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Special Report

Collecting the Revolution

A budding collector’s search for early America’s people, places, and books
By Christopher LancetteChristopher Lancette is a freelance writer in Silver Spring, Maryland, who aspires to make history his full-time vocation.

On the march to Valley Forge, Joseph Plumb Martin made a rawhide covering for his feet to avoid going barefoot, “as hundreds of my companions had to, till they might be tracked by their blood upon the rough frozen ground,” he wrote in his Revolutionary War narrative first published in 1830. Life got no better when he arrived in camp. “We were now in a truly forlorn condition,—no clothing, no provisions and as disheartened as need be … Had there fallen deep snows (and it was the time of year to expect them) or even heavy and long rainstorms, the whole army must inevitably have perished.”

When I visited the very same place—in the comfort of a jacket and gloves—more than two hundred years later, I could not fathom the hardship Martin endured. I can see him shivering; I wish I could give him my coat. Instead, I salute his sacrifice the next day by buying a 1962 reprint of his memoir (an original is virtually impossible to come by). Private Yankee Doodle instantly became one of my favorite prizes in a growing collection of books related to the American Revolution.

A 1773 edition of the Boston Evening-Post. Courtesy of Bauman Rare Books.

The sense of being almost overwhelmed with desire to connect to the nation’s founding and its founders is one I share with bibliophiles across the country.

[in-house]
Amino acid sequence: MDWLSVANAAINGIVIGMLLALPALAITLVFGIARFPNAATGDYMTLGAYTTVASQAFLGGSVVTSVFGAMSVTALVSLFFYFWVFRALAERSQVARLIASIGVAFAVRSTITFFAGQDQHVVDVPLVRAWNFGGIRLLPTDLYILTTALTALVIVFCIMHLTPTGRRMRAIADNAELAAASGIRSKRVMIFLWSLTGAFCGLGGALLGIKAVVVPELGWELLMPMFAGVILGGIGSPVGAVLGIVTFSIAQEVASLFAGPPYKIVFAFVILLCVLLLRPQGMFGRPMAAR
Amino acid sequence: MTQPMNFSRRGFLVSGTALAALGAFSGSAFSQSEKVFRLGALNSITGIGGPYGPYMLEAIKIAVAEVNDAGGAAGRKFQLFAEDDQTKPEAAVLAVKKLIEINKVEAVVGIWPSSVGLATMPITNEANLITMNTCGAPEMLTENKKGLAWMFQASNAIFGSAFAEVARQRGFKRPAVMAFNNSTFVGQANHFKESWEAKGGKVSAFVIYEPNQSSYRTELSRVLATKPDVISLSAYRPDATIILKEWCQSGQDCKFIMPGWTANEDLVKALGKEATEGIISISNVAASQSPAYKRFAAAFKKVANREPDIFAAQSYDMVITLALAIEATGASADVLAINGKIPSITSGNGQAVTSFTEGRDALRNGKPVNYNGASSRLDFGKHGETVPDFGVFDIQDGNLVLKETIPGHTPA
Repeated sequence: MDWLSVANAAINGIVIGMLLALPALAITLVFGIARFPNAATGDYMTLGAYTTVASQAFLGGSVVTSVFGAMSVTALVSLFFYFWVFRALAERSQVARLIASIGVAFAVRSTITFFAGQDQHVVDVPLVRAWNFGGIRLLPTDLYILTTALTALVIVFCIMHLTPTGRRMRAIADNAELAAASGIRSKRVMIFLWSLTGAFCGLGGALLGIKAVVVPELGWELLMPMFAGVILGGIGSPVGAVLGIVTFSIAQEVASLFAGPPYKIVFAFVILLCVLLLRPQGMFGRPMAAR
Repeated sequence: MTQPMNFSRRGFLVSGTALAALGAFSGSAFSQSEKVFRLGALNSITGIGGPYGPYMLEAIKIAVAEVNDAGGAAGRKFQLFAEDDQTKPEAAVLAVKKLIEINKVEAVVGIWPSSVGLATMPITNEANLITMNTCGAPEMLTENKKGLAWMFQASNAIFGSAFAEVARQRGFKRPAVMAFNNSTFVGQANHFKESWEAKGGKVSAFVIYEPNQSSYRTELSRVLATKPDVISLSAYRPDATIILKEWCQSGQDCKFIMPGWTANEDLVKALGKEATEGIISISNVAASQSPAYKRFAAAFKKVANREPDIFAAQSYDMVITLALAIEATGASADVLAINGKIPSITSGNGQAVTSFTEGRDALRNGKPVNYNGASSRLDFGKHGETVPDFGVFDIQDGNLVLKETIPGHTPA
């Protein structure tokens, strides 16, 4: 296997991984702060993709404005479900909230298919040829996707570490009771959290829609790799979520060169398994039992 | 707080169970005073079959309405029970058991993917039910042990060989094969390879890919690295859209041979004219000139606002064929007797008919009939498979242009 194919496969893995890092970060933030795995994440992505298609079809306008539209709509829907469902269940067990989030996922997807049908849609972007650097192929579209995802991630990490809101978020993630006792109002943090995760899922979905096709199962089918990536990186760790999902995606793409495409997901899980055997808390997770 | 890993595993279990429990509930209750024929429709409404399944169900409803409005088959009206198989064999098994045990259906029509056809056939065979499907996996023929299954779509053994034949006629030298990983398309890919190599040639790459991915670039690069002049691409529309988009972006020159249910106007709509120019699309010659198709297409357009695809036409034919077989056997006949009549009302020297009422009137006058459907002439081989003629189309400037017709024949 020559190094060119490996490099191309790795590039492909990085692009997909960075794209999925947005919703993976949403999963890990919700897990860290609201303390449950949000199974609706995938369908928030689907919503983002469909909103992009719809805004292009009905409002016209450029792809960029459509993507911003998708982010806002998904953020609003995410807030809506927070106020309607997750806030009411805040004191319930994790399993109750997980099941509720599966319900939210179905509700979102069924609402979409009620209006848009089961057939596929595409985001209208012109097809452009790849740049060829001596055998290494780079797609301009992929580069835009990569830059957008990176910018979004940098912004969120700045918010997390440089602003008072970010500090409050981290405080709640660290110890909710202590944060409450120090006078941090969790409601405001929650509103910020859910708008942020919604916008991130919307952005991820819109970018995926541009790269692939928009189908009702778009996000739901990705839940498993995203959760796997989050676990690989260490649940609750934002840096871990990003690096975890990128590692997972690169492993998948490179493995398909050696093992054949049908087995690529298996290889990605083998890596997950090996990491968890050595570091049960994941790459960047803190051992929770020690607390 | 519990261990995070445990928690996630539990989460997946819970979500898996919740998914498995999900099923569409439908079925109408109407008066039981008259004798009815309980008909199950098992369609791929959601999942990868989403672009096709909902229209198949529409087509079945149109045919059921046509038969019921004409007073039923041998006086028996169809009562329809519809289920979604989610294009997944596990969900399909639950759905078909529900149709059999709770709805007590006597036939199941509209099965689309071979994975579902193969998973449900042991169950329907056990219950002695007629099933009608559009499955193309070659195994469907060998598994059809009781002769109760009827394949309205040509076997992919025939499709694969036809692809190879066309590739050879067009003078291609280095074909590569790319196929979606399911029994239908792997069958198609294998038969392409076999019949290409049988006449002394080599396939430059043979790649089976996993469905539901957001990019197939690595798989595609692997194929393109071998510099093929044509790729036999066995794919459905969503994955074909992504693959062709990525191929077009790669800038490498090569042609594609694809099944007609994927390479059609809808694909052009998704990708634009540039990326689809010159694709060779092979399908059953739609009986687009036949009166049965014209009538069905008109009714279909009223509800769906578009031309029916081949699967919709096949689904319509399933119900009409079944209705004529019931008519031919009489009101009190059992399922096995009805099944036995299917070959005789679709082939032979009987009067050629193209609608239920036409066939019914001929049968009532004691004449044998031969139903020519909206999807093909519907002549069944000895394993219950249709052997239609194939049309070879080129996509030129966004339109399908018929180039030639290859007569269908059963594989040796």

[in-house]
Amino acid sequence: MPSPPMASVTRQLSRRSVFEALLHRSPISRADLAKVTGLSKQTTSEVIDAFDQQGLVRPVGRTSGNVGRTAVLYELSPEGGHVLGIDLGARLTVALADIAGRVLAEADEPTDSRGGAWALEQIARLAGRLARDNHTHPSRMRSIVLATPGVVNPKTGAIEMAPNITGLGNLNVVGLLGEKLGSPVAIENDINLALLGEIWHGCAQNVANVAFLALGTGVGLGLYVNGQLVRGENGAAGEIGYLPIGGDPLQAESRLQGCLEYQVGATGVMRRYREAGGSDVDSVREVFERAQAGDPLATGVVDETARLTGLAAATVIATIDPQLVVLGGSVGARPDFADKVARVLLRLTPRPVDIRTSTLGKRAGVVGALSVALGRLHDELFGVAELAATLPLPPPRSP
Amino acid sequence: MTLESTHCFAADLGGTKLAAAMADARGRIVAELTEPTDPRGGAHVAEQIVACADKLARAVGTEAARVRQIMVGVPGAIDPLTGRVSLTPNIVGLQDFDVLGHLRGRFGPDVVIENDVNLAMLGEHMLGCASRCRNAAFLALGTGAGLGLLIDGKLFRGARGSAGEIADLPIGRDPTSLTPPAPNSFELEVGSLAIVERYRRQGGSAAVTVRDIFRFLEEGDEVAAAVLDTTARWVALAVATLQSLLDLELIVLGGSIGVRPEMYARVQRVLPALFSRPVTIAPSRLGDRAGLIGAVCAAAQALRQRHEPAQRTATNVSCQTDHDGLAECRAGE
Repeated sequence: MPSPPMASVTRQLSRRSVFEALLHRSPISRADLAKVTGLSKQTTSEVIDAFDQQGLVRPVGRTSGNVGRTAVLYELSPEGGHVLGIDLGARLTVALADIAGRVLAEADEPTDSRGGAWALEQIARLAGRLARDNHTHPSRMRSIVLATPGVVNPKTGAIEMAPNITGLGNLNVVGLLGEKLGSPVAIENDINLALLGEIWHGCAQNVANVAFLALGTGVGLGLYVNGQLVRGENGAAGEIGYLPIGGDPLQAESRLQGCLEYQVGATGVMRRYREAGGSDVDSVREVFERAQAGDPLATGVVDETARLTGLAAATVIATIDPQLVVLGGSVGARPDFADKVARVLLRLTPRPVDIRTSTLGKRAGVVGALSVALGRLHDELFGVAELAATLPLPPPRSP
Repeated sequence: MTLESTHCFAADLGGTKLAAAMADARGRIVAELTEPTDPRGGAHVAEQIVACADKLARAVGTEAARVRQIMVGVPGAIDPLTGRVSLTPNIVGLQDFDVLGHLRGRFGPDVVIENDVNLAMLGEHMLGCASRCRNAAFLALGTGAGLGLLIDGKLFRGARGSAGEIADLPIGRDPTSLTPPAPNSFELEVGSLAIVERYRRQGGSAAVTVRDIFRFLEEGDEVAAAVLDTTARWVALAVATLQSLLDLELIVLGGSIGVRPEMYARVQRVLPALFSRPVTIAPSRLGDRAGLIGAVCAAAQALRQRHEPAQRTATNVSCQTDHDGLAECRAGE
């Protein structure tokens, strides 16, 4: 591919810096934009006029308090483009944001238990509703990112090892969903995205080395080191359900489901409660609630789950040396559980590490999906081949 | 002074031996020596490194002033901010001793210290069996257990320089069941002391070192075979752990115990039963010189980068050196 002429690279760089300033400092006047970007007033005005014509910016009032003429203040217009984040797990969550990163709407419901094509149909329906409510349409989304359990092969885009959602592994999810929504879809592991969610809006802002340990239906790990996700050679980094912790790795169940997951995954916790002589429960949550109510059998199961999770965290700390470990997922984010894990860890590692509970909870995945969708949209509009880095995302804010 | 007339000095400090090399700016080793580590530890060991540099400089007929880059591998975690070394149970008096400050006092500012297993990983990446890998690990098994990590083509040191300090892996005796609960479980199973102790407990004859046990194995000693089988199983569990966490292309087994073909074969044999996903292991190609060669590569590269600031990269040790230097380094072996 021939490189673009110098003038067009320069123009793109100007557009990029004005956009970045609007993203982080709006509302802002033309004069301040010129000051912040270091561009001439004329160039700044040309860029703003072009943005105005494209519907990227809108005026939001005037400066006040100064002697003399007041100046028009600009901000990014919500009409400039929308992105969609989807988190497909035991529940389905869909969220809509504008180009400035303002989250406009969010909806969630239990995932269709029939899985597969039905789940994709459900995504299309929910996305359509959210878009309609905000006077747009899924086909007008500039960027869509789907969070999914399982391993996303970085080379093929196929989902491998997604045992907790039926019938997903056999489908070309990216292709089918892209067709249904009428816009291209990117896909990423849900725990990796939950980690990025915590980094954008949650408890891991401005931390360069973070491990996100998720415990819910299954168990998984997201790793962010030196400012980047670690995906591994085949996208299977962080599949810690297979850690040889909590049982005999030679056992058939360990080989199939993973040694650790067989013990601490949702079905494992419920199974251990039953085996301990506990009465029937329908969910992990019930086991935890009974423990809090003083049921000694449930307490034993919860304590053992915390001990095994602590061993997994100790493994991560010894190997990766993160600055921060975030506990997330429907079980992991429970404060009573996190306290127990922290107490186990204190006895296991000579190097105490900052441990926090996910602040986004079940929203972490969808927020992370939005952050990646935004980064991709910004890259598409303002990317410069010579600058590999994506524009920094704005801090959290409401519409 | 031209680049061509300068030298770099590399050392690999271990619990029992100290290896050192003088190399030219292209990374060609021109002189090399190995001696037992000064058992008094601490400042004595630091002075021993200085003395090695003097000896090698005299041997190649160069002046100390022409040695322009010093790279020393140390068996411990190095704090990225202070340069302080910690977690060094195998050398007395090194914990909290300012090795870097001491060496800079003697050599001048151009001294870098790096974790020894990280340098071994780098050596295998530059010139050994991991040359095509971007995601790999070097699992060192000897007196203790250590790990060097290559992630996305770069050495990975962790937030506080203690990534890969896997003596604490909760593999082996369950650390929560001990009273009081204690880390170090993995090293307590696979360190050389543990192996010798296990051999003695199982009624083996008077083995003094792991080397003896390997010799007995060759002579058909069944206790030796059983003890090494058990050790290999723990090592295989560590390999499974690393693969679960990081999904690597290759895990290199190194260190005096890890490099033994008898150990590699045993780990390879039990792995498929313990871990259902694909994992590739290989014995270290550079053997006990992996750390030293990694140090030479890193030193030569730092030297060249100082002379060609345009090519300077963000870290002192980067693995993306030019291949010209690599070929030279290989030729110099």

“People see things related to the Revolution and something happens at a deeply visceral level,” said Clarence Wolf, owner of the George S. MacManus Co. Rare Books in Bryn Mawr, Pennsylvania. “They know that they have to possess that book, which leads them to wanting to learn more about that subject.”

With every book I add to my library, I feel like a a better patriot. When I mention that to one of the dealers who has guided my collecting for the past few years, he is not surprised.

“I don’t think it can help but do that,” said William (Bill) Colangelo, proprietor of The Book Corner in Lima, New York. He has taught me much about the field and helped me find great books that are within my budget. “When you go into the history of it all, you deepen that feeling of country,” he said.

A 1778 edition of the Independent Chronicle and Universal Advertiser, a Boston newspaper. Courtesy of Brattle Book Shop.

Heather O’Donnell, a bookseller with the New York branch of Bauman Rare Books, also understands the passion and intensity in this collecting area. “There is inherent drama in what happened in those moments when America came into existence, moments that had tremendous implications for everyone,” she said. Her firm has published a helpful guide to collecting rare Americana and a good primer on book collecting in general. “That was when the founding principles were forged, which gave us the country we live in now.”

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